Overtraining is one cause of a common running injury called iliotibial band syndrome, which occurs when the iliotibial band gets irritated, causing pain and discomfort to the outside knee area. Another common running injury is known as plantar fasciitis, which occurs when the bone in the foot becomes inflamed and irritated. This injury primarily causes pain in the foot. Causes can include a high arch, incorrect footwear, tight muscles and flat feet. The best way to avoid plantar fasciitis is stretching and proper footwear.

Stress fractures are a common injury for runners. These fractures can occur because of overtraining, lack of calcium or running style. In runners, it is common for stress fractures to occur in several locations including the inner bone of the leg, the thighbone, the bone at the base of the spine and the toe bones in the foot. The best approach to preventing stress fractures are proper footwear maintenance and running on a surface with enough “give” to absorb some of the shock produced during running.

Besides overtraining, other causes of these common running injuries are poorly fitting footwear, irregular biomechanics, and lack of flexibility and strength. The best way to avoid running injuries is to prevent them. Fortunately, each of these common running injuries can be prevented. To avoid running injuries it is highly recommended to wear only footwear that fits properly and that suits your needs. Running shoes are the only protective gear that runners have to safeguard them from injury; therefore, choosing the correct footwear for running is important. It is important, too, to think about other aspects of your running routine like training schedules, flexibility and strengthening, and tailor them to your needs in order to minimize the possibility of injury. Regular stretching before and after running should be considered also when trying to avoid running injuries. Stretching keeps muscles limber resulting in greater flexibility.

Monday, 06 January 2014 00:00

Broken Foot Causes, Symptoms, and Treatment

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A broken foot is when one of the bones located in the foot fractures, or breaks. About 10% of broken bones occur in the foot.

Bones typically break when an object crushes, bends, or stretches the bone. In the foot, the location of the broken bone is usually indicative of how the break occurred. Toes usually break when something hard and solid is kicked with great force. Broken Heels are usually a result of falling from a great height and landing on the feet. Other broken bones in the feet can occur because of a twisted or sprained ankle. Most of the time, a broken foot results from a sudden accident or injury. Sometimes small cracks can form over time in the bones of the feet from repeated stress. These cracks are called stress fractures and usually only occur in athletes that put a lot of pressure on their feet, like runners, dancers, and gymnasts.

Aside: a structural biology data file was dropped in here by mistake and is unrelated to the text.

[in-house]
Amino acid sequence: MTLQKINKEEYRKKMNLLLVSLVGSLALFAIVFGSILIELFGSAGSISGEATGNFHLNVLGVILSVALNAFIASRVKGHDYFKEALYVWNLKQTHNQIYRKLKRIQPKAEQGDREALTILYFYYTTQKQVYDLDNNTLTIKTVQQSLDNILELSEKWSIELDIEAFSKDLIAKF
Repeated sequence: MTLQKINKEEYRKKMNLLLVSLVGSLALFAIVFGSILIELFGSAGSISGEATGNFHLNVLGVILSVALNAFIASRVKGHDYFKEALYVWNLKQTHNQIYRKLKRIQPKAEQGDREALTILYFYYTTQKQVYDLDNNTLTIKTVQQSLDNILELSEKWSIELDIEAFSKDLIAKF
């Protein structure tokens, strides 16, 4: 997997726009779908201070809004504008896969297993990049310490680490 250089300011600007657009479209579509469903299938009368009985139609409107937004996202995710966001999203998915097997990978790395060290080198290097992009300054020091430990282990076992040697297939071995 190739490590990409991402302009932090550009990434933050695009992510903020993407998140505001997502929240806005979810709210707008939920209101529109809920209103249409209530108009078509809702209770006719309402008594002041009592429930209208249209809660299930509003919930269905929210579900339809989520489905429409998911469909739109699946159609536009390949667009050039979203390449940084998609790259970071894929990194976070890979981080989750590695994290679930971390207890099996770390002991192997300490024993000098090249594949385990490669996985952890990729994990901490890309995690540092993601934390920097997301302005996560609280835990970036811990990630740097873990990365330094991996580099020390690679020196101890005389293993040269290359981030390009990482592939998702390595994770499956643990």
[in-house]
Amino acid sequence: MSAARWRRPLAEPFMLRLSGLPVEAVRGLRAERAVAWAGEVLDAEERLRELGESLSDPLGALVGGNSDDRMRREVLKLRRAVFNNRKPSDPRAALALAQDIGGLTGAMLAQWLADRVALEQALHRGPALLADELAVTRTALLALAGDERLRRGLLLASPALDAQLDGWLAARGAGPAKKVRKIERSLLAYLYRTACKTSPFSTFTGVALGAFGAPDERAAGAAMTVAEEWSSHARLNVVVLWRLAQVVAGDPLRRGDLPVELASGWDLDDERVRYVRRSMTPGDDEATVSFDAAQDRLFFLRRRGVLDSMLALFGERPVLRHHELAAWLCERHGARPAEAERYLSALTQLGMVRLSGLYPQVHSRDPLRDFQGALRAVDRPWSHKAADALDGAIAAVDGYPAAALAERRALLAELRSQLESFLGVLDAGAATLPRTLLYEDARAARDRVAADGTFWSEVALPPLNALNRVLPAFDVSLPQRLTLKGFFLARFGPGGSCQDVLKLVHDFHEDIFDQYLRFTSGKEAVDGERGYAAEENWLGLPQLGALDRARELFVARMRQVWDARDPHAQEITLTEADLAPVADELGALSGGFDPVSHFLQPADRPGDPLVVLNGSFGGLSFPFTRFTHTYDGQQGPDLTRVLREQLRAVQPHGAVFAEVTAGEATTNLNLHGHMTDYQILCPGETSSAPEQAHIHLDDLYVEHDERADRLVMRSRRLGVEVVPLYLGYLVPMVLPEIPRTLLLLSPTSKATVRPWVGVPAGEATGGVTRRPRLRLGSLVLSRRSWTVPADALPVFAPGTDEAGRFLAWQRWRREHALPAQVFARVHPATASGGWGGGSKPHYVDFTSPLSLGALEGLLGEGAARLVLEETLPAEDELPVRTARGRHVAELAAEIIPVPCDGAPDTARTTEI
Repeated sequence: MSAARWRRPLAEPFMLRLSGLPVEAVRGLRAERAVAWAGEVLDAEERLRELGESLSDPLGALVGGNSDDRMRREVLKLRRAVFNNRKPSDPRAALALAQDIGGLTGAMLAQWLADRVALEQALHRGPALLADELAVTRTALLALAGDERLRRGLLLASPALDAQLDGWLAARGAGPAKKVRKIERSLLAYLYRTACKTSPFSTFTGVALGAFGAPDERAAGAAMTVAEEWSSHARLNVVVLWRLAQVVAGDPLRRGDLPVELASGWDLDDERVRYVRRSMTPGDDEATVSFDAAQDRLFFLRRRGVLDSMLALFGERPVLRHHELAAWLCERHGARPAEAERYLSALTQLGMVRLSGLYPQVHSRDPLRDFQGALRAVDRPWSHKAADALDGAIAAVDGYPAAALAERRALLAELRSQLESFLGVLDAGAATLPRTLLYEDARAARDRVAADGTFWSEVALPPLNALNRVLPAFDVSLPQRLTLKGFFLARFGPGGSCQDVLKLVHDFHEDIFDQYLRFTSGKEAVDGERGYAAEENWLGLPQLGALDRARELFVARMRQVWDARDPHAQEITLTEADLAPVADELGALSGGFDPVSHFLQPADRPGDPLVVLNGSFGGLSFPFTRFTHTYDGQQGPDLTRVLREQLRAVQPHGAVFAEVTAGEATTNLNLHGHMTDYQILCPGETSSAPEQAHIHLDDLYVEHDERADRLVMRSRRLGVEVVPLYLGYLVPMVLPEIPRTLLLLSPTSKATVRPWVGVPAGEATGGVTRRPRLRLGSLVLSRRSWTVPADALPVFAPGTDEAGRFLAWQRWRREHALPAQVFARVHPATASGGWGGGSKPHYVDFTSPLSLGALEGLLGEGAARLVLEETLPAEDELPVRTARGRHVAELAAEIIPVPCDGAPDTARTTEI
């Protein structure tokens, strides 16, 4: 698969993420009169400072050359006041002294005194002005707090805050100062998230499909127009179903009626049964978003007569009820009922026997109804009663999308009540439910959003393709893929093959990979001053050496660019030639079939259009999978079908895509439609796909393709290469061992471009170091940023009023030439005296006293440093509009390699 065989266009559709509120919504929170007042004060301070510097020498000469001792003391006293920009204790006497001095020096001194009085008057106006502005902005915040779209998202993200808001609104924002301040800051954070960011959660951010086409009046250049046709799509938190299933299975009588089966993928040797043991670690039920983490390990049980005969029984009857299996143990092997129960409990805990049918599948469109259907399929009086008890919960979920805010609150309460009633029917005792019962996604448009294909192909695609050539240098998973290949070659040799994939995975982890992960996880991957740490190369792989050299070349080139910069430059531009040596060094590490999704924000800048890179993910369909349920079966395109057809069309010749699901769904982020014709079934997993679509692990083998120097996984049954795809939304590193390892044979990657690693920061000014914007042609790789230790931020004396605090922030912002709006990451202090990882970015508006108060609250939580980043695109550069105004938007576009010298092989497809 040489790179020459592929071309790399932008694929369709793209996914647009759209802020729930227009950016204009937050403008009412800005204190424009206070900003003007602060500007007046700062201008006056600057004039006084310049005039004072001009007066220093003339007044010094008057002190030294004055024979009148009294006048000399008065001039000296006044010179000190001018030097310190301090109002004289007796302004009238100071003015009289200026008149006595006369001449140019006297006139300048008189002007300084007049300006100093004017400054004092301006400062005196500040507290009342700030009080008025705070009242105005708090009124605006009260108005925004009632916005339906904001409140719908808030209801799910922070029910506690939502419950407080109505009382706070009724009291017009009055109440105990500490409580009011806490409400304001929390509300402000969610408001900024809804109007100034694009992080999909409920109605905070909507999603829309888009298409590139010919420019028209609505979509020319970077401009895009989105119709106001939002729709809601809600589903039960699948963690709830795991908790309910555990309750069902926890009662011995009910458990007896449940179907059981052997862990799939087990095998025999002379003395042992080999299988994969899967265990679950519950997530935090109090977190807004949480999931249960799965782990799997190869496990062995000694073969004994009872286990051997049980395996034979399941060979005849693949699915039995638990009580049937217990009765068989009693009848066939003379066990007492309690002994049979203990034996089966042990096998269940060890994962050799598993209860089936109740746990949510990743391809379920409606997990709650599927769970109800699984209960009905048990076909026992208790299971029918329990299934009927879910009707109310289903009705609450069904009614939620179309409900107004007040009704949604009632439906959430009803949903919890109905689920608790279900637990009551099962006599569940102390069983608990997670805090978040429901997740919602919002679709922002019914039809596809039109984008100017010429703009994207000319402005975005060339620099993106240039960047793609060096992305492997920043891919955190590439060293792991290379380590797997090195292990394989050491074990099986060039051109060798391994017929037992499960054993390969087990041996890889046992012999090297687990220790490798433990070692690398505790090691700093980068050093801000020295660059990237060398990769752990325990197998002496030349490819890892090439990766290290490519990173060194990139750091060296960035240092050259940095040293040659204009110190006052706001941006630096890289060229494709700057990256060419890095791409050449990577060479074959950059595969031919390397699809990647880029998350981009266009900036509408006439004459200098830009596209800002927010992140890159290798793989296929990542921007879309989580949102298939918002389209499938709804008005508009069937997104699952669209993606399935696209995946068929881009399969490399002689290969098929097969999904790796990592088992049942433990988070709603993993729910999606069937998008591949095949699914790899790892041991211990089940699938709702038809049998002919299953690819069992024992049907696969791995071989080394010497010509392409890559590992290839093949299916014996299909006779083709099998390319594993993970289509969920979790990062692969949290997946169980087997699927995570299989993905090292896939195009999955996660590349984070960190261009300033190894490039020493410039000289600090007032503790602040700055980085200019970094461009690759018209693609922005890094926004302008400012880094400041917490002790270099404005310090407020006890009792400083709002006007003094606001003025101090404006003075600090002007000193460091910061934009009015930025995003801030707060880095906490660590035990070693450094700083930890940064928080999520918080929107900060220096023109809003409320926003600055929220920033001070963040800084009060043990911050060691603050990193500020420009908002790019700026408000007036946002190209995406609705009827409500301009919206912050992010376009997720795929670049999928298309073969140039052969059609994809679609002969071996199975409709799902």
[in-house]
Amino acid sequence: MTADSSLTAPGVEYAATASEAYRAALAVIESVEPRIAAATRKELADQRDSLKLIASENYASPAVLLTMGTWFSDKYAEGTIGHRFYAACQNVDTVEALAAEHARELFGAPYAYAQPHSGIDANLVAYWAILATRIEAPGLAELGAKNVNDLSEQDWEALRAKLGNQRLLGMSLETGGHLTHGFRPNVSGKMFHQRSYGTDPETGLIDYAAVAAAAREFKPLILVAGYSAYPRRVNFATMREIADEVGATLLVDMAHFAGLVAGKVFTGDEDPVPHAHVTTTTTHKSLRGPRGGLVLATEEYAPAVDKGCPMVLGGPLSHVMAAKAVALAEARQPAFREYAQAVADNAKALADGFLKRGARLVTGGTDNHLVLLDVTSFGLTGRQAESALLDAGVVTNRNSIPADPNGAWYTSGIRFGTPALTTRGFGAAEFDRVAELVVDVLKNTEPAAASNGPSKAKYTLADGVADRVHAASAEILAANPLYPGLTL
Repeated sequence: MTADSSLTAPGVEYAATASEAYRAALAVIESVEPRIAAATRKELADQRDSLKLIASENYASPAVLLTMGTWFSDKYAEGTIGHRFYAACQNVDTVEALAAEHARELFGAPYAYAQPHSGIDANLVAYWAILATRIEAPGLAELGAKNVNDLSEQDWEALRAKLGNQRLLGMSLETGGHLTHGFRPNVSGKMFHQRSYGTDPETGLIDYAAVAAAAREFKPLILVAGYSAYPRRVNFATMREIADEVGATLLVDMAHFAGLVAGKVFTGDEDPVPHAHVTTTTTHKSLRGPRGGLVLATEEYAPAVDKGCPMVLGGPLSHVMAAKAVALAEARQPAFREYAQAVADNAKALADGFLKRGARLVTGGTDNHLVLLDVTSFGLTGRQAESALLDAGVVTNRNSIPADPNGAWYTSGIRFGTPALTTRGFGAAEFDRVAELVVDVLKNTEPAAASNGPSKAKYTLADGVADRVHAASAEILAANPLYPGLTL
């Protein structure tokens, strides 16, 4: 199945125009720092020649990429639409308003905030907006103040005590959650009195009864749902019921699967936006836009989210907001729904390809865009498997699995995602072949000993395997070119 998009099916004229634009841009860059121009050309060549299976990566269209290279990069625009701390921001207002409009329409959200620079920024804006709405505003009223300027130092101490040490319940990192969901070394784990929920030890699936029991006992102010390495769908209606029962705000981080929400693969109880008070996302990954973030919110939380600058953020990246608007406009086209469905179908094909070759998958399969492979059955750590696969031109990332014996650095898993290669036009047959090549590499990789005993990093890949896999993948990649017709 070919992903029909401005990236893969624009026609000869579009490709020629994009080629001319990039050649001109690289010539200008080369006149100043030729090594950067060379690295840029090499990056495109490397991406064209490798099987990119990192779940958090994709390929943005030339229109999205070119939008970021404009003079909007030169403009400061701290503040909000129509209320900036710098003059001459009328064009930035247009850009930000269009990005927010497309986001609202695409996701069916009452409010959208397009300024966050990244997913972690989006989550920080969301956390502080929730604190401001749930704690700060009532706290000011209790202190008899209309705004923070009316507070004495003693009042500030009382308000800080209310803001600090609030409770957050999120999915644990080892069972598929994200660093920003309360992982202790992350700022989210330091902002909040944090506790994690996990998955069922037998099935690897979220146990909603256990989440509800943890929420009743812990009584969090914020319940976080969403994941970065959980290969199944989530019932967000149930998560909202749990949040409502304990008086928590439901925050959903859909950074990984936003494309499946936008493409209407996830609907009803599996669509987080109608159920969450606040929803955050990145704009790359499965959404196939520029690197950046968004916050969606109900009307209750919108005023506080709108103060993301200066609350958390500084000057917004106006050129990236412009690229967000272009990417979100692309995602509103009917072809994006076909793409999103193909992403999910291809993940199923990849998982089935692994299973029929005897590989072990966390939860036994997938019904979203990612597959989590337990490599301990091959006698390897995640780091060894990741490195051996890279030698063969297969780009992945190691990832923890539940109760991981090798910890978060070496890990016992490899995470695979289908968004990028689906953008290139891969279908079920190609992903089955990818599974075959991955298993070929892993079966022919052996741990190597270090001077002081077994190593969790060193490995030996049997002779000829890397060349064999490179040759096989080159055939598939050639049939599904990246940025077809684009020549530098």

Symptoms of a broken foot typically include pain, swelling, bruising, and redness. Occasionally the pain of a broken foot may be so severe that walking is not an option. However, this depends on the location of the broken bone within the foot. Broken toes are usually less painful than broken heels or other bones within the foot. A foot that is blue, numb, cold, misshapen, cut or deformed can occur in more serious cases of broken feet. Those who are experiencing any of these symptoms, or suspect that they have a broken foot, should seek medical attention in a center where x-rays can be performed.

Prior to seeking the attention of a doctor, several steps can be taken at home in order to reduce pain and swelling. Stabilization and elevation of the broken foot should be the number one priority. It is important not to move the foot, so any type of homemade splint will work well. However, any splint that causes the foot to become more painful, or cut off blood circulation should be removed. Ice can also decrease swelling and alleviate some of the pain that a broken foot can cause.

In a medical center, treatment for a broken bone will differ depending on which bone in the foot is fractured and depending on what caused the break. Some broken feet will require the patient to use crutches, while others will require splits or casts. More severe cases may require surgery on the foot to repair the broken bone or bones.

Monday, 30 December 2013 00:00

Systemic Diseases of the Foot

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There are several systemic diseases, or diseases that affect the whole body, that either display symptoms in the feet or affect the health of the feet. Common systemic diseases that affect the overall health of the feet, and the patient’s ability to walk comfortably, include gout, diabetes mellitus, neurological disorders, and arthritis.

In gout, which is caused by an excessive buildup of uric acid in the body, the most common symptoms of pain, inflammation, and redness occur at the metatarsal/phalangeal joint at the base of the big toe. Any excess levels of uric acid, crystallize and are deposited in tendons, joints, and surrounding bone and muscle tissue. Gout is commonly treated with NSAIDs to relieve pain and inflammation and other drugs to lower uric acid levels in the body. Gout most commonly affects those who are overweight, have low protein diets and lead a more sedentary lifestyle.

Diabetes mellitus is an increase in the level of blood sugar in which the body cannot counteract with naturally occurring insulin in the body. The three types of diabetes, Type I, Type II and Gestational Diabetes, are all signs the body is either not producing enough insulin or is not efficiently using the insulin that is produced. Gestational diabetes only affects women who are pregnant and have never, prior to pregnancy, exhibited symptoms of the disease.

There are two main issues that affect the feet that are commonly caused by diabetes. They include diabetic neuropathy and peripheral vascular disease. Diabetic neuropathy can lead to damaged nerves and affect the feet through numbness and loss of sensation. Peripheral vascular disease restricts the flow of blood to the foot and can, in extreme cases, lead to the necessity of amputating the foot. Peripheral issues that are caused by diabetes and can affect the foot include athlete’s foot, nail infections, corns, blisters, bunions, severe dry skin, plantar warts and ingrown toenails. These can all be attributed to the decrease of blood flow to the foot.